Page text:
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Egyptian Women for Change (Mesreyat Maa Al Tagheer)

The EWC is a newly developed political network, established after ElBaradei’s call for change. Its founders - seasoned politicians and newcomers - have come together for economic and social change

Salma Shukrallah, Wednesday 27 Oct 2010
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Views: 4260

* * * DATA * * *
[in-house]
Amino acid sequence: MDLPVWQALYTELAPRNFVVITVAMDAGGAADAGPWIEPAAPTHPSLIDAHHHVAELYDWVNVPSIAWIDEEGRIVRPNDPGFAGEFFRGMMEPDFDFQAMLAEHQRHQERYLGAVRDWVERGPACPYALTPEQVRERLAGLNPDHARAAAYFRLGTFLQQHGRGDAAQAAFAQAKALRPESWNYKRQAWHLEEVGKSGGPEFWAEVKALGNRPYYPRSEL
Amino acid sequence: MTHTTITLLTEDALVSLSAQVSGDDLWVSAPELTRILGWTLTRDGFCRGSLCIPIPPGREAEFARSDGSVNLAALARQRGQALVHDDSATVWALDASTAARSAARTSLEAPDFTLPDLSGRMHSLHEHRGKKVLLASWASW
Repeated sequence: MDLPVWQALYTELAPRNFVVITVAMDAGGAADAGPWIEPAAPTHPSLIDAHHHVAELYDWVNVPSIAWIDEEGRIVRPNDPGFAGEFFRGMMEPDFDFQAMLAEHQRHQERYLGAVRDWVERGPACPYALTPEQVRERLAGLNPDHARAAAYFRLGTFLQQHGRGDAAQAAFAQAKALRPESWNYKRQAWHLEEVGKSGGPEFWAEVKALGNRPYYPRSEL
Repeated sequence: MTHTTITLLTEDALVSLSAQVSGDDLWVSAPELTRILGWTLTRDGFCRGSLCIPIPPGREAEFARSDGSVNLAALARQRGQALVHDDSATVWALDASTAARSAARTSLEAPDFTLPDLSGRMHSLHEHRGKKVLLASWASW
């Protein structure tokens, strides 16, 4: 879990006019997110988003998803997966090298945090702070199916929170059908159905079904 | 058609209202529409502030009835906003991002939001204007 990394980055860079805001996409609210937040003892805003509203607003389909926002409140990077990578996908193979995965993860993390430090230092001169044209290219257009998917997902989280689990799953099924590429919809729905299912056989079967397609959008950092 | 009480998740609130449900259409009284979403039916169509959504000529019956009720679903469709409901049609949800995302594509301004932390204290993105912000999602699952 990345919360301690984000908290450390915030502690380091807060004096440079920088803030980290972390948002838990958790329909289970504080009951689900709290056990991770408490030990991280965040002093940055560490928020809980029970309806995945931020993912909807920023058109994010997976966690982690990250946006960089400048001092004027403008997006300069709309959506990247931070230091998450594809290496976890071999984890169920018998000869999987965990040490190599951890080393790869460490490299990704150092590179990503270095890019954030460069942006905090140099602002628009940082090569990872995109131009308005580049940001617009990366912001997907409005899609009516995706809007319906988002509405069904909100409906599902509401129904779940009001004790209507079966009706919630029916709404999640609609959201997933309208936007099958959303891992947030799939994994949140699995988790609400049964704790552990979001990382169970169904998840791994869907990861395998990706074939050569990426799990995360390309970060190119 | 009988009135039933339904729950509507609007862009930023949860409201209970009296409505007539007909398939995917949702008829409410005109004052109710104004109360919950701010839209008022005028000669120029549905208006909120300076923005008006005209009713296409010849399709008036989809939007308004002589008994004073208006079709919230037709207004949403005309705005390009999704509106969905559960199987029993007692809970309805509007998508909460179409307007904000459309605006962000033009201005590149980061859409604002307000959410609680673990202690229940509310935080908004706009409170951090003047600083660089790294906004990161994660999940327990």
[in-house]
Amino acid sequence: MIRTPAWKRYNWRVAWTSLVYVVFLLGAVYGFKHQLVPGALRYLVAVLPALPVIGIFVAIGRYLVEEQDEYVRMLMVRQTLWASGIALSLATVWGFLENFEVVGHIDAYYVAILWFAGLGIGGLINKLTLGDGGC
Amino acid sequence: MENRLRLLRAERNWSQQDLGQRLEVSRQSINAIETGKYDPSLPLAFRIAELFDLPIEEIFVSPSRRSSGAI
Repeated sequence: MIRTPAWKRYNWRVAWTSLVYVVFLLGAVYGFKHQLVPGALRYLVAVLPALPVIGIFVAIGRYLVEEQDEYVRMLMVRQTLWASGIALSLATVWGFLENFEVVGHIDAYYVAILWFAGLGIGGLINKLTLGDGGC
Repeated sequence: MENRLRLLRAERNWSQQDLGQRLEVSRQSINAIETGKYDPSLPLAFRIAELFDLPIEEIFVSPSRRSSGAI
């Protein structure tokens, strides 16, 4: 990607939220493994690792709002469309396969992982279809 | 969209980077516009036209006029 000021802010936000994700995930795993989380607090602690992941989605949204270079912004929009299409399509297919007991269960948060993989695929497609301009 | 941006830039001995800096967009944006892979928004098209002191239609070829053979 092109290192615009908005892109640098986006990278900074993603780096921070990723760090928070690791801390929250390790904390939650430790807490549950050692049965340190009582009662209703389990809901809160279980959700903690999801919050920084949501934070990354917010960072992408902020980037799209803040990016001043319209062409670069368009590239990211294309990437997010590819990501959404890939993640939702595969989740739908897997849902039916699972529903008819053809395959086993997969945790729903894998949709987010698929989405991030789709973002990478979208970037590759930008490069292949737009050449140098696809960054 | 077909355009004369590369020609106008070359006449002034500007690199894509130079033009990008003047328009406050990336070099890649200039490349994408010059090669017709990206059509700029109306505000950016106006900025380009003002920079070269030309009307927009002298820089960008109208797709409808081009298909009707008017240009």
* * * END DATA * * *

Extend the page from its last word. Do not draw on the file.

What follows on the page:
The Egyptian Women for Change (EWC) is a political female network that developed in March 2010. The group was officially established after Mohammed ElBaradei’s call for change, but its main founders, which include Bothaina Kamel, Gamila Ismail, Shahenda Meqled and Azza Kamel, were already active together in many other political associations. Through their personal connections, these political activists brought together several other women, many of whom did not necessarily come from politics, but who became increasingly interested in political participation after the emergence of a women’s movement that calls for democratic reforms. According to one of the group’s founding members, Azza Kamel, “the EWC consists of all types of women, even housewives”.Its founding statement defines the EWC as a group of women from different types of professional and generational backgrounds, who desire to promote political, economic and social change. Yet, despite their claims of diversity, the women in the group are known for representing a particular class of women, namely of the middle and upper middle class. Some of their most outspoken and active members are known for their striking fashion choices – usually involving sparkling accessories and makeup – and for their efforts to follow the latest trends. However, despite their ‘en vogue’ look, they are also known to be very serious in their political involvement, never missing a political event or letting an issue slip by without taking action. The EWC also defines itself as an independent association but one that still works closely with the ElBaredai’s National Association for Change (NAC). Internally, the women appear to still be debating over just how closely to affiliate their organization with the NAC and ElBaradei. Some insist that the association was formed completely independently from ElBaradei’s movement, while others believe that it was mainly established in response to the fact that there were so few women representatives present on the day the NAC was formed. Group founder Bothaina Kamel says the group's formation “was an act of stubbornness…we did not like the fact that the group that went to meet ElBaradei at his place included very few women”. She added that the EWC founders felt a need to create an association that would consciously include women in all political spheres. Azza Kamel confirmed that the group’s activities are not limited to gender related issues but, rather, would be active in all political and social areas. Activities previously organized by the EWC includ a separate meeting with ElBaradei, collecting signatures on ElBardei’s statement, issuing a statement in support of the Turkish flotilla, issuing a statement in support of Gaza and against the siege, and organizing a demonstration in front of the Kuwaiti embassy condemning the deportation of Egyptian pro-ElBaradei activists.

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